One of the fun things about working at a library with unusual collections is that you are continually surprised, delighted, and enlightened by discoveries you make in the stacks. Just the other day, while investigating the history of pipe making, we found some 1970s trade catalogs from a pipe distributor in Buffalo, NY. The groovy vibe made us smile and the catalogs provided a fascinating glimpse into pipe history.
While we love discovering more about our collections, we also work to share them as widely as possible with everyone who wants to know more about glass. To that end, we are continually looking for new ways to make our collections more accessible.
Around the same time those groovy pipes catalogs were published, the Rakow Library became the first museum library in the United States to join the Online Computer Library Center (OCLC), a collaborative project to collect the holdings of libraries worldwide, so that libraries could more easily share information about their collections. Libraries rely upon OCLC’s vast “catalog of library catalogs” to borrow and lend materials between libraries on behalf of library users. Anyone with access to the web can also search OCLC, through its public interface, WorldCat.
And today, you will find more of our rare and special holdings than ever in WorldCat, thanks to a recent project to add over a hundred thousand more Rakow Library records to OCLC, including information about our prints and drawings, auction catalogs, photographs, ephemera, trade catalogs, and more. WorldCat records are also discoverable through Google searches, making it even more likely that people around the world can join us in discovering the surprising, delightful, and enlightening materials in the Rakow Library collections.
Here are a few gems from our trade catalog collection, now shared in WorldCat.
- If you are searching for information on early lighting, you will find this colorful catalog on Mazda lamps from General Electric (1939) with images of products as well as photographs of installed lighting fixtures. One of the great things about searching in WorldCat is seeing all of the different libraries with materials on your topic. For example, along with our trade catalog on Mazda lamps, you will find a booklet held by the University of Chicago, also from 1939, that describes the engineering involved in creating these bulbs. http://www.worldcat.org/oclc/1304863329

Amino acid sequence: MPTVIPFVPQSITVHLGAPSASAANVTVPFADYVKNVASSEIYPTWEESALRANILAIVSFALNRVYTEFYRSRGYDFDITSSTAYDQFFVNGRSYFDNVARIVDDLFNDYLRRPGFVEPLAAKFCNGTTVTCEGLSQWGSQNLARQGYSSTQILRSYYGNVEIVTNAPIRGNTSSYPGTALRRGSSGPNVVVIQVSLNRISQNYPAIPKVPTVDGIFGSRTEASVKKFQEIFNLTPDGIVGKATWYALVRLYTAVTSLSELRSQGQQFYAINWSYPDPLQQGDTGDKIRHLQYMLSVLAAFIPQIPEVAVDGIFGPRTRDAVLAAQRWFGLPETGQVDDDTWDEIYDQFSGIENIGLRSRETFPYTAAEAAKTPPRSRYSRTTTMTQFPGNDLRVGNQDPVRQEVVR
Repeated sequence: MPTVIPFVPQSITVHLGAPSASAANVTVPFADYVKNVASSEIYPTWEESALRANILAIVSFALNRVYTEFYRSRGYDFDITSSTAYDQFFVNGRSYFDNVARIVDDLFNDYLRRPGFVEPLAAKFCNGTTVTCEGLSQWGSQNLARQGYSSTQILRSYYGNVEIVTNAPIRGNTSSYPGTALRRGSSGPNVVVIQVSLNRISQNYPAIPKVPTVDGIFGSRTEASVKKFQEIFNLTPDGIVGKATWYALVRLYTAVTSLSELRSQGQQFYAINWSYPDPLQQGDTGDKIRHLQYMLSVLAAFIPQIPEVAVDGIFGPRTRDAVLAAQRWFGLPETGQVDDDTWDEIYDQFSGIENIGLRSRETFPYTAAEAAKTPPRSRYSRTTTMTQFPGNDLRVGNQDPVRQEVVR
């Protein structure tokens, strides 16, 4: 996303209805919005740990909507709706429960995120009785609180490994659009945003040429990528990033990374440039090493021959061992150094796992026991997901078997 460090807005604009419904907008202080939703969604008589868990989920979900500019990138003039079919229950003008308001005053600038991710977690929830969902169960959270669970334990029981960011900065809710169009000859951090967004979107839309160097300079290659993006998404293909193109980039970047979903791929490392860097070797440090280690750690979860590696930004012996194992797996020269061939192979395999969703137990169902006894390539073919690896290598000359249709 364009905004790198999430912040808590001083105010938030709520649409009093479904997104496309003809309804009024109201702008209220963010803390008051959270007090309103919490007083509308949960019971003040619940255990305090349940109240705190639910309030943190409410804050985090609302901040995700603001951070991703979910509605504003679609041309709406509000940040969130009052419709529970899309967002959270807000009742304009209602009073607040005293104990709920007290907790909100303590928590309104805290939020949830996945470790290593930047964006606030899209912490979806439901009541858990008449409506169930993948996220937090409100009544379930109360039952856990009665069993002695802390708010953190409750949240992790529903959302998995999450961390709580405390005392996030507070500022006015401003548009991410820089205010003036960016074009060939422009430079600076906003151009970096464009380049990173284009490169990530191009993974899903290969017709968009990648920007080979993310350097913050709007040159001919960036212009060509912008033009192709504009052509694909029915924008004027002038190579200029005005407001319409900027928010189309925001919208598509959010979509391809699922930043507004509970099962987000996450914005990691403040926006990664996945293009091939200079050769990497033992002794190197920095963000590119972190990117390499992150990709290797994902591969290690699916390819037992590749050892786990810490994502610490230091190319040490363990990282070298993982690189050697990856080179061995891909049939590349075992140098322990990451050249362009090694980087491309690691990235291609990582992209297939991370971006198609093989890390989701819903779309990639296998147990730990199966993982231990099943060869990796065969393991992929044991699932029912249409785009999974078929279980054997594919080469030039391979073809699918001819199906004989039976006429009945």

- We include materials loosely related to trade catalogs in this collection as well, like this lovely 19th-century perfume manufacturer’s sample book from Sweden. Each page contains photographs of the perfume bottles for sale alongside chromolithographed labels. The photographs are hand-colored and cut in the shape of the bottles. http://www.worldcat.org/oclc/1304886404
- Interested in more perfume bottles? This wholesale catalog from Apothecaries Hall Company entitled Christmas Gift Suggestions (1941) entices stores to use this catalog to “make of your store a bright center of Christmas activity” in “this uncertain world.” My favorite page shows perfume bottles from Coty displayed in fun displays, like the mini-Ferris Wheel with five rotating bottles. http://www.worldcat.org/oclc/1304854318
- No less intriguing are the catalogs selling scientific labware, including this 1977 Corning Glass Works catalog with a whopping 339 pages of glass for science. Who knew there are so many shapes for flasks? http://www.worldcat.org/oclc/1304870903
- A catalog on glassmaking equipment from 2004 may not seem all that special, but in 100 years, this catalog will offer researchers great information about what tools early 21st-century glassmakers were using. http://www.worldcat.org/oclc/1304872653
This blog post was co-authored by Regan Brumagen, Manager of Reference and Access Services, and Lori Fuller, Manager of Library Collections and Discovery Services. Both Regan and Lori work at The Rakow Research Library. If you have questions about the Rakow’s collections, you can contact them and the rest of the Library staff through Ask a Glass Question!